How much? Graysons makes a charge for bank transfers, but how much this is will depend on your circumstances.

Final searches

The conveyancer will do further checks just before the purchase completes to make sure nothing has changed since they carried out the initial searches explained above.

How much? This is usually between £3.00 and £7.00, but will depend on your circumstances.

Selling a property

Some of the fees mentioned above will also apply when you sell a property. Additional conveyancing fees involved in a sale may include the following.

Office copies

Transferring ownership of a home involves passing title deeds to the new owner. Title deeds are legal documents (such as conveyances) that demonstrate who owns, and who previously owned, the property. Most of them are now stored electronically at the Land Registry.

When you sell your home, you must provide copies of your title deeds to the buyer’s conveyancer or solicitor. To satisfy this, your conveyancer will get these records—known as office copies—from the Land Registry on your behalf.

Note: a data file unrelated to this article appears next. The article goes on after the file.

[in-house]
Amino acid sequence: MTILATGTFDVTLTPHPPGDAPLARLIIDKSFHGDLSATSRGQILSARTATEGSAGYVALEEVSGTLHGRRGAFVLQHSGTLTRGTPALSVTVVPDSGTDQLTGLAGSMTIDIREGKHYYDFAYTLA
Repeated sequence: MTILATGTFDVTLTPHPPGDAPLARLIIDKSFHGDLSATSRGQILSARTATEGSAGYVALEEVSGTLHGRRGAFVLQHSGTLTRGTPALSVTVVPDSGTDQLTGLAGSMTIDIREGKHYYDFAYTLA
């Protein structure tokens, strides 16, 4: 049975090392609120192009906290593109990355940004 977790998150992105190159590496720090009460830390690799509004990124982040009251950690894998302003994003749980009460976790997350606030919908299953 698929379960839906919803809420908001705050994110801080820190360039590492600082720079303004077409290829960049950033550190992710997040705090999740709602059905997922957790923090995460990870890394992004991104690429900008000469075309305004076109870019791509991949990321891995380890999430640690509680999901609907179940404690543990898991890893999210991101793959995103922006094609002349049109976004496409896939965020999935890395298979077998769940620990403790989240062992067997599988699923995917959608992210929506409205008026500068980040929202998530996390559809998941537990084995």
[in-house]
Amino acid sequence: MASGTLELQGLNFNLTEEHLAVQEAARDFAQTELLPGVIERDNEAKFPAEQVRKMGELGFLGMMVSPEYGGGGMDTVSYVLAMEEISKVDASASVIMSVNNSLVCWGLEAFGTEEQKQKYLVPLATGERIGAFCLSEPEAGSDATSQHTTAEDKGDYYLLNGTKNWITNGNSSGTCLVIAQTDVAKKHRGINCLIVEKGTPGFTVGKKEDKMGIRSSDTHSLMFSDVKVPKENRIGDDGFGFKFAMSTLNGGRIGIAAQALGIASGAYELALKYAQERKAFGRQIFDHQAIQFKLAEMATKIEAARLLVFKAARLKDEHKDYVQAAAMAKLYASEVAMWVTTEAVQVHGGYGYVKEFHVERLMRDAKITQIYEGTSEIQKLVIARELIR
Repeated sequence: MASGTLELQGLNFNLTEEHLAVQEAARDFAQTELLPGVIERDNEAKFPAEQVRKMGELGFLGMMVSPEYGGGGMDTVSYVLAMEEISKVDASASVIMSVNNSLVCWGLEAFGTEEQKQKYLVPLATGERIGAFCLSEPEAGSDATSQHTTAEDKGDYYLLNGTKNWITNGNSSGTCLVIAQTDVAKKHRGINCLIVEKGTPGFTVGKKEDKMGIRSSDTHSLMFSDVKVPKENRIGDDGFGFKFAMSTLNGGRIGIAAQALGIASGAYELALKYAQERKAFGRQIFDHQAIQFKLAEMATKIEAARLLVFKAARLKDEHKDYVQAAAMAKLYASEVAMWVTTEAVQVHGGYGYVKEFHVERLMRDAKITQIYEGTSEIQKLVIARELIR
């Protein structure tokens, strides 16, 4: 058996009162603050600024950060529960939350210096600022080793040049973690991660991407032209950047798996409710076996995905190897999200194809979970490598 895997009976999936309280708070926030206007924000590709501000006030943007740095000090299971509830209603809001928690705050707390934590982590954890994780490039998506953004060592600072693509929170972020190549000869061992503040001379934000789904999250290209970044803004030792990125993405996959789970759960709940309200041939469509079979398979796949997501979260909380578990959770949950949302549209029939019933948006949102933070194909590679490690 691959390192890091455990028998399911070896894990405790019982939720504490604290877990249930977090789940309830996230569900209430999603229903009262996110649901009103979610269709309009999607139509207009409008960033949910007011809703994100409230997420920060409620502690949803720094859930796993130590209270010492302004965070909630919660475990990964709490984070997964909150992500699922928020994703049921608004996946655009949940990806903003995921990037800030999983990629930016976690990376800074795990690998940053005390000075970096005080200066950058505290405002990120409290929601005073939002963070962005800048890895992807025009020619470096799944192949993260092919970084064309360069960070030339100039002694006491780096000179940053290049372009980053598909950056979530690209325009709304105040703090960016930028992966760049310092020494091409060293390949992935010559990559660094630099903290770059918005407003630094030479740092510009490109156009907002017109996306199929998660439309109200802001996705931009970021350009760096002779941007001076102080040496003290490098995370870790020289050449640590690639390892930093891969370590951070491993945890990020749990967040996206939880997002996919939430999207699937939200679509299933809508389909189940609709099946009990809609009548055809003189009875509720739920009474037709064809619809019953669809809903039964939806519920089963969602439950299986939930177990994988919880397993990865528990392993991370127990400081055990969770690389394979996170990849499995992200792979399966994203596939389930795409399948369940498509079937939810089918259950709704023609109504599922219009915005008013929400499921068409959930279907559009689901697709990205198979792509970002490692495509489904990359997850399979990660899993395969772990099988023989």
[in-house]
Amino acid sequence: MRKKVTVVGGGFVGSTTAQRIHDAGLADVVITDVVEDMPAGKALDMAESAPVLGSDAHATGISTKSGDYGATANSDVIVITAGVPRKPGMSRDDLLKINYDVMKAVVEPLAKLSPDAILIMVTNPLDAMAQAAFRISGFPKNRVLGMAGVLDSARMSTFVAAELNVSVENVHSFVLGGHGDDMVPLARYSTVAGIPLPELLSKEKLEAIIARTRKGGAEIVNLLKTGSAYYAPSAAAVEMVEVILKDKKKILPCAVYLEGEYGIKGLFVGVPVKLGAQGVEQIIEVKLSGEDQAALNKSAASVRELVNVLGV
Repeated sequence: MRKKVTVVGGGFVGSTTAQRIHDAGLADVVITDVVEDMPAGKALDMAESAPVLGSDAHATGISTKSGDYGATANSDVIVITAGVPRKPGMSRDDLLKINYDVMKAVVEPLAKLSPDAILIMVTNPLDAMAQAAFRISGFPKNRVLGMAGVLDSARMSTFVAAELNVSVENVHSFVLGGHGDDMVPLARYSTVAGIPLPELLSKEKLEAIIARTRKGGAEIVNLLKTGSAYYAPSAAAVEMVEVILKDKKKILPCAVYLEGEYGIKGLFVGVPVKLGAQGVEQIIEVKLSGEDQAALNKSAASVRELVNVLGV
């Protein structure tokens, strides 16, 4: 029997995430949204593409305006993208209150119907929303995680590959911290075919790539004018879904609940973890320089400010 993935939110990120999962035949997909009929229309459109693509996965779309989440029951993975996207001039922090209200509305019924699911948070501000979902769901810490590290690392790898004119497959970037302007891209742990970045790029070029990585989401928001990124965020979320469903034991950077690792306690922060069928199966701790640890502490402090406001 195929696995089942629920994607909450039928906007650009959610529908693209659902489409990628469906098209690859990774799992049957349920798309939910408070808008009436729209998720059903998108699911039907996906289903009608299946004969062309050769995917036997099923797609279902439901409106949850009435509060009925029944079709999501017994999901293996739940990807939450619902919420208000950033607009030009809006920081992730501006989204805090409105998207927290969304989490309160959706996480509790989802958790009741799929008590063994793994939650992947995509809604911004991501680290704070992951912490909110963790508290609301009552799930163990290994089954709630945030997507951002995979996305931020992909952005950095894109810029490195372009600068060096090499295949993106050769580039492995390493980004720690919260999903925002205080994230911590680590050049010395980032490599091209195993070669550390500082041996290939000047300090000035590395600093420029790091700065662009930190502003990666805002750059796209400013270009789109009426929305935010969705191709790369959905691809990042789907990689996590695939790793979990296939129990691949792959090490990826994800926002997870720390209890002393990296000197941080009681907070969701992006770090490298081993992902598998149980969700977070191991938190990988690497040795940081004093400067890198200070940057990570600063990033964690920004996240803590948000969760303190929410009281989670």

How much? The current Land Registry fee for this service is £6.00 per title.

What charges will I pay on a leasehold property?

The costs involved in buying a leasehold property are different to those you’d pay if you were buying a freehold property and involve costs such as service charges (if communal facilities such as a flat), ground rent and notice fees.

The rent will be noted in the lease but the other charges will be confirmed by the freeholder or their agent and they will vary between different freeholders. As such, we can’t anticipate what they will be at the time we provide a quote.

Our guide to buying leasehold property explains these fees in detail.

What deposit do I pay my conveyancer?

In property buying, the deposit is the contribution your mortgage provider asks you to make for them to lend you the rest of the money. It’s usually at least 10% of the full price of the house, though smaller deposits can be negotiated.